The above seems to resonate with Scott’s approach. Although Scott’s chapter on foreignization “moves in the other direction” from other chapters of his book Translating Baudelaire in which the “translator moves away from the ST” (11). According to Scott, “each new translating situation” requires different adjustments and “reconfiguration of strategies” (ibid). Foreignization is a necessary strategy that helps translators define the type of readership they are seeking, emphasize the pedagogic role of translation and test the parameters of tolerance in TL (9,10).

Further, Scott advocates for creating a type of “translationese which is prepared to use a whole range of diacritical and graphic signs, and a range of language structures, which the target language can only just bear” (16). This resonates with Schleiermacher’s approach that in order for a translator to preserve as much as possible of the genius of the original work, he will have to “bend” and stretch his TL as far as possible (Venuti 62). To Scott, foreignization seeks to minimize “linguistic disparity,” while urging the “easily distracted reader to strain to hear the voice of the original” (14). The hallmark of foreignization is when the ST informs the TL and eventually the TT (18). Ultimately, STs should be viewed as translations of TTs (22).

According to Lefevere, effective translators “attach greater importance to the poetological and ideological expectations of the target audience than to the poetological and ideological considerations that influenced the production of the source text” (19). Although Lefevere advises translators to use discretion as they employ this recommendation, he unequivocally directs them to “tilt to the target audience and its expectations not to the source text” (ibid).

Overall, Lefevere’s comments fall in line with Borges’s approach in “Some Versions of Homer.” According to Levine, “Borges sees translation as a model for reading as well as for writing, and he prefigures a reception theory in privileging the relation between the reader’s context and the text over the now desacralized concepts of authorship and originality” (1134).  This means that translators, as readers and writers, inevitably bring themselves into the TT.  Not only does this counter the notion of yielding the TT to the ST but it also gives the upper hand to the translator and not to the author. To me, this is better accentuated when a translator approaches an old text. Translation becomes a projection.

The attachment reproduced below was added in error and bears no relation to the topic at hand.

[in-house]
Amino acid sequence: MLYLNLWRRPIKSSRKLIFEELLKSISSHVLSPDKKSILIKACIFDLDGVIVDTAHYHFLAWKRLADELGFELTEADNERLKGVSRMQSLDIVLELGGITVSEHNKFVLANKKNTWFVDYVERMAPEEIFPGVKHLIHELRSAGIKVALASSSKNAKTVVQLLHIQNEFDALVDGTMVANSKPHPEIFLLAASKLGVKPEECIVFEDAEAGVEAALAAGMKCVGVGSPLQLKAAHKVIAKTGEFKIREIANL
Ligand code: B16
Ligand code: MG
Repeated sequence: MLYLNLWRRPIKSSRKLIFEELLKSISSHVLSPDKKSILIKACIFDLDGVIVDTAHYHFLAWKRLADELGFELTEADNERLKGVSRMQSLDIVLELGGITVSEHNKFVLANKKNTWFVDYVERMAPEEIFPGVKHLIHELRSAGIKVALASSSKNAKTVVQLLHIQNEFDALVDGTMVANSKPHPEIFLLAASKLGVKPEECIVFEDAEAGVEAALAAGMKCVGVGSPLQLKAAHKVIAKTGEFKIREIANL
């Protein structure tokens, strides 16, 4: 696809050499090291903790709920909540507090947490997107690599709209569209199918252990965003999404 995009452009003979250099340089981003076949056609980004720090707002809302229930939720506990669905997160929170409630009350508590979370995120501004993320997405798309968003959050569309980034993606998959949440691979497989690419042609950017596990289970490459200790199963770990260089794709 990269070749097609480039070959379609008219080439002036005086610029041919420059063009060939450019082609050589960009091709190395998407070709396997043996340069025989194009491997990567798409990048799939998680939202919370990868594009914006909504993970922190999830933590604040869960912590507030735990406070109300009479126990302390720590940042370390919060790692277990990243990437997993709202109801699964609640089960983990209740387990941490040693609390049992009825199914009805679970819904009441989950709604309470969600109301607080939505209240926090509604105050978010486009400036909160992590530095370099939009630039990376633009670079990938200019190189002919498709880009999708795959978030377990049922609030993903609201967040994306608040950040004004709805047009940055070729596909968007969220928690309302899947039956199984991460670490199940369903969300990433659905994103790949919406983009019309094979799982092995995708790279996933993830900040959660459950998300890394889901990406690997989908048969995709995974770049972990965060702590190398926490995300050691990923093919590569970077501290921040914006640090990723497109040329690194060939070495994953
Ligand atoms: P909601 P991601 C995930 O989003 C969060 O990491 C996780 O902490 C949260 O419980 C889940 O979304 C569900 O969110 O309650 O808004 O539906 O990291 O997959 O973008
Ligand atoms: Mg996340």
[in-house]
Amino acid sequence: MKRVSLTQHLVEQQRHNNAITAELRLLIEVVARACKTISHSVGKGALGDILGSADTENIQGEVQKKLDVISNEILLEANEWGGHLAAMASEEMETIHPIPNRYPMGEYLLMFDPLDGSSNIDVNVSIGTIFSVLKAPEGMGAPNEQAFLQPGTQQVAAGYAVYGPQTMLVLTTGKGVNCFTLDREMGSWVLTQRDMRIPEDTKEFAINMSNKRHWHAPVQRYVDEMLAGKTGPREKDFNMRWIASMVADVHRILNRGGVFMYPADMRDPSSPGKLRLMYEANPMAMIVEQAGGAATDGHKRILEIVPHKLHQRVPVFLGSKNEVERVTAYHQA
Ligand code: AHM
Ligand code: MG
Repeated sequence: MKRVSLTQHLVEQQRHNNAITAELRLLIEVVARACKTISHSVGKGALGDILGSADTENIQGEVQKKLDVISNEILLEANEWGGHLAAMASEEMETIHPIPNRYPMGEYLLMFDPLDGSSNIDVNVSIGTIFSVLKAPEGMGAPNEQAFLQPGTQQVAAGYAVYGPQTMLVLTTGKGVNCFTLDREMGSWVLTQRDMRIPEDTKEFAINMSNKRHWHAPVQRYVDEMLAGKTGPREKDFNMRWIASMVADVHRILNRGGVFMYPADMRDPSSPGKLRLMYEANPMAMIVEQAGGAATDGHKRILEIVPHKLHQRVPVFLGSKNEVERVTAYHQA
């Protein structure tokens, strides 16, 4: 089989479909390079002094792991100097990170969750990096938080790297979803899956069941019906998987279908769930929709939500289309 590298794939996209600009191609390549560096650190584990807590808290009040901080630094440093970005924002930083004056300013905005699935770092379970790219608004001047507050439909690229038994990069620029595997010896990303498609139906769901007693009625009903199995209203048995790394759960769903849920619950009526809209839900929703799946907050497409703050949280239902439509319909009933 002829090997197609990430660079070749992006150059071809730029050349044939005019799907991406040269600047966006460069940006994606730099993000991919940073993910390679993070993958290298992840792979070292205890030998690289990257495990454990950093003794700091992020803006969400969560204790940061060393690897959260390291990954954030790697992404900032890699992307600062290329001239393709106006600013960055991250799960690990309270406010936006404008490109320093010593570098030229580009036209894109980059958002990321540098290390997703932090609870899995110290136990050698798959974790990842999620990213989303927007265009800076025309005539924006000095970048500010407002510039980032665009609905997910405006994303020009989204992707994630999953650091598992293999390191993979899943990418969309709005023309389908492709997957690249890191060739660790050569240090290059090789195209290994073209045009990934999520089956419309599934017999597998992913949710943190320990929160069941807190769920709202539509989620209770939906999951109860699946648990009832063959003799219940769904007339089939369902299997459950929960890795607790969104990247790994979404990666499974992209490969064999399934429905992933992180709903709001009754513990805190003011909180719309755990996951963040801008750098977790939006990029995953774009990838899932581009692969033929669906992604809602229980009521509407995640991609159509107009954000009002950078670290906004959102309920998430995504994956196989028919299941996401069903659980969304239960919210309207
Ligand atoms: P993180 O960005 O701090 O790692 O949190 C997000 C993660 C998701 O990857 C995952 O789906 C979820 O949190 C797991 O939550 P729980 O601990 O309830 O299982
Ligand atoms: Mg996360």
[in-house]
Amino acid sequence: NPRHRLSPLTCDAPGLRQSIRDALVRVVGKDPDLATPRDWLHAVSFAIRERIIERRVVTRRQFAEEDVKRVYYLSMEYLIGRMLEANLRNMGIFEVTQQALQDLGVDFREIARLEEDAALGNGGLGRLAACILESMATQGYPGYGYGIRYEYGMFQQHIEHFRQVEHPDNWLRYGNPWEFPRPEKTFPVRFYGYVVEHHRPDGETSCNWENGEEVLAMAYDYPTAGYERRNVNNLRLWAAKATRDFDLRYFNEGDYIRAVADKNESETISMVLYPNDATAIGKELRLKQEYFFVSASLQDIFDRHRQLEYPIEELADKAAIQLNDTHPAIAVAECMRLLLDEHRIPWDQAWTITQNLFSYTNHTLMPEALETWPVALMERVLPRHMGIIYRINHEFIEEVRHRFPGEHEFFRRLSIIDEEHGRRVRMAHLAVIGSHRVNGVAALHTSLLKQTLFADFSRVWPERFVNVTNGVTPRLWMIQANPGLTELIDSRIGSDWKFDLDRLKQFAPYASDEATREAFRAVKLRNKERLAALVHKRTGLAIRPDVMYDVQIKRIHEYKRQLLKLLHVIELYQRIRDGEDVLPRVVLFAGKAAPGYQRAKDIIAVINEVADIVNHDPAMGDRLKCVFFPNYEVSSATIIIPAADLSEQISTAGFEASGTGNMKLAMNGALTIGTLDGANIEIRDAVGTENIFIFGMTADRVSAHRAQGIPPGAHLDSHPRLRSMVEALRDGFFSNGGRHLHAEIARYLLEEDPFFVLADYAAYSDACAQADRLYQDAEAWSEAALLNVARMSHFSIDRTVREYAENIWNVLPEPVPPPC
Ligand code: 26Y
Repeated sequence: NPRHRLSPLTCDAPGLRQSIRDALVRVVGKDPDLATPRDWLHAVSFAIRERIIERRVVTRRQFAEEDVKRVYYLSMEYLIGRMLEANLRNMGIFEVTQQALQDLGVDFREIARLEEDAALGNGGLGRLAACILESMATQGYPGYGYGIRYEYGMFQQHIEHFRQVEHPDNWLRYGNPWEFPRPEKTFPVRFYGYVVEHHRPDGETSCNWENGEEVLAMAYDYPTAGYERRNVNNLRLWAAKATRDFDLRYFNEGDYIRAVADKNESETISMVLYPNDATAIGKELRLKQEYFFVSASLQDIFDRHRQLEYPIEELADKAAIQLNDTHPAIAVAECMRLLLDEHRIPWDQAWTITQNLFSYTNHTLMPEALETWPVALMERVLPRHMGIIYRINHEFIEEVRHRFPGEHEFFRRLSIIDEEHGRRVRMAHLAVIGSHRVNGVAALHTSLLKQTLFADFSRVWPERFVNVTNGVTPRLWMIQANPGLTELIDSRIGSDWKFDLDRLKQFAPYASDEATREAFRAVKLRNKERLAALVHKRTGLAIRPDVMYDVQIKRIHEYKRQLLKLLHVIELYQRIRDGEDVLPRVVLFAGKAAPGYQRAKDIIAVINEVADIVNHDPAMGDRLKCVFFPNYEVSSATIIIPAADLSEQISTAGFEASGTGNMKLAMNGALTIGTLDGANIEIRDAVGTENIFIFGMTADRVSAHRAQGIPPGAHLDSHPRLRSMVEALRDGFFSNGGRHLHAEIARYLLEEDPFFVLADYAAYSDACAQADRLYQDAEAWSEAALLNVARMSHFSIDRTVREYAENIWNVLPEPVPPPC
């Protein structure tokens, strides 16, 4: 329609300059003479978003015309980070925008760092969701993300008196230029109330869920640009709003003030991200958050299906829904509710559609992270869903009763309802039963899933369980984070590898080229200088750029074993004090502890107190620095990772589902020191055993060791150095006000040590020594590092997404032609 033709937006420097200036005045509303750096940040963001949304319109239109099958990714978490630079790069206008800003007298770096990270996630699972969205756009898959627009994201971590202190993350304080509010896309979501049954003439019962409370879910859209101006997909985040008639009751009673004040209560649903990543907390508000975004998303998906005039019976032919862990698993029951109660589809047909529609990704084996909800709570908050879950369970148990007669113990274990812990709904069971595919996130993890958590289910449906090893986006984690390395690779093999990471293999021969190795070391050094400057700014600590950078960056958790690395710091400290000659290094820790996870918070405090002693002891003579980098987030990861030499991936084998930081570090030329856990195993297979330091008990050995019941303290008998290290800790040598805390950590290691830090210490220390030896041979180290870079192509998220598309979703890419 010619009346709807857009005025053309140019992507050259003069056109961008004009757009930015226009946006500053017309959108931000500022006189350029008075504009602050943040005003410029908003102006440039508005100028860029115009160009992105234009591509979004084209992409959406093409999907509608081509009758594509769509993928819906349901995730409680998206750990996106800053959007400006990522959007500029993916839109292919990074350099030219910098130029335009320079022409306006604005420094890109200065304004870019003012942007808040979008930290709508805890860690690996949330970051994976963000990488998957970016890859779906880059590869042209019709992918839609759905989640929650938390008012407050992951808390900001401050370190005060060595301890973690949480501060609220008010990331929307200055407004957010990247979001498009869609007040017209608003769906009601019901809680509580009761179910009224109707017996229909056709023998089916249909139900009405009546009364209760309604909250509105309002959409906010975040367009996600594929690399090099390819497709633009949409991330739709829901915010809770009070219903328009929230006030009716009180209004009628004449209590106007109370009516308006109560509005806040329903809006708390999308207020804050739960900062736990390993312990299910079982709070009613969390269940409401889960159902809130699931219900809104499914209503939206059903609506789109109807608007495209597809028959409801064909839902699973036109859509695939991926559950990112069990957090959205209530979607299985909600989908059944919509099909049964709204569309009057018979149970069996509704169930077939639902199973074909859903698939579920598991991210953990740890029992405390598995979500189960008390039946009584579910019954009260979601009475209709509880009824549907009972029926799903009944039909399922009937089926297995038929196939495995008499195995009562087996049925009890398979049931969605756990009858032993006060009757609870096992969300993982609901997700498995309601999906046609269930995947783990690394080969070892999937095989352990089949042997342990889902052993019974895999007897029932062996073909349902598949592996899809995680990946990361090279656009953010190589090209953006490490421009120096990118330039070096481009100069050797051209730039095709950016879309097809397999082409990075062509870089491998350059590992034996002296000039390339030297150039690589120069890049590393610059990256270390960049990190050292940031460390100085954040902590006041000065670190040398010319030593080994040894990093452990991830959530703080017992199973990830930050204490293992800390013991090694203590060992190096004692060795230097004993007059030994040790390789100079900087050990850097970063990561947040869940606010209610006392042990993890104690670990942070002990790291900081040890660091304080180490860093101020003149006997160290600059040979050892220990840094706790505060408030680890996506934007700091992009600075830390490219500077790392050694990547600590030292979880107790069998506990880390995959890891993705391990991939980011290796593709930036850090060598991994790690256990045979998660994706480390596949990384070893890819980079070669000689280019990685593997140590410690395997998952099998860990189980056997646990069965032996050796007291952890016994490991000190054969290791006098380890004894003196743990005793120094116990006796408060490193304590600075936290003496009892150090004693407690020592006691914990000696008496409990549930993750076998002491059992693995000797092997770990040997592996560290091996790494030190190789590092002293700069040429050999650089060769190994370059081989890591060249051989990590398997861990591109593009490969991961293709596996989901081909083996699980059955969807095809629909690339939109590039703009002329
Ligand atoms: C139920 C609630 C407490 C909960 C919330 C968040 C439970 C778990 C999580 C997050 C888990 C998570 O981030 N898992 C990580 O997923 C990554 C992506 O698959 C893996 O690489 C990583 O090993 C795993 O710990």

According to Levine, among “Borges principal preoccupations at the time [was] Argentine reality” (ibid).  This statement explains why Borges prefers reproduced works.  To him, fidelity is to be given to current reality.  Subsequently, he does not differentiate between reproducing an old text into its contemporary language or into a foreign one.  He believes that time remoteness eventually gives the “reproducer” the advantage of coming up with richer interpretation, for the progress of time provides the reproducer with a wider, universal, and eventually richer perspective.  In a way, Borges places translators at an evolutionary advantage from which time deprived the authors. To him, this stands true for Pope’s translations to the Iliad and the Odyssey and for Menard’s partial re-creation of Don Quixote (1345).

Dryden maintains that translators should avoid the “two extremes”— metaphrase and imitation—for the former places the premium on the form, whereas the latter “shines” the “translator” while committing the “greatest wrong” to the “memory and reputation of the dead” (Venuti 40). To him, translating a thought is not only possible but also a must, for what primarily “individuates” an author is his “particular turn of thoughts” (ibid).

Steiner, too, seems to have taken an intermediate stance.  Nonetheless, his intermediate stance does not completely rule out word-for-word translation: literalism. Steiner discriminates between fidelity and literalism.  He sees literalism only as one of many technical devices used in rendering the “spirit” of a text (160). To him, fidelity occurs when the translator is “faithful” in reading “his text” (ibid). Hence, fidelity is ethical, for faithful reading engenders a translation that gives the ST as much as it takes away from it to give the TT. Consequently, fidelity becomes a result of compensating loss. The touchstone of fidelity is when the “entropy” gauge gives a zero reading (ibid). This could only happen when an equal (economic) exchange of cultural and psychological meaning occurs between the ST and TT.

Regarding my literary translation practice, I find it to be in line with Nida’s approach.  According to Nida “for truly successful translation, biculturalism is even more important than bilingualism, since words only have meanings in terms of the cultures in which they function” (2001:82). To this effect, Nida developed two basic approaches (orientations) that have significantly influenced the field of translation studies: formal equivalence (FE) and dynamic equivalence (DE). The difference between the two and the decision of which one to use are predicated on the purpose of the translation, which, in turn, is determined by the intent of the translator: mine (Venuti 143).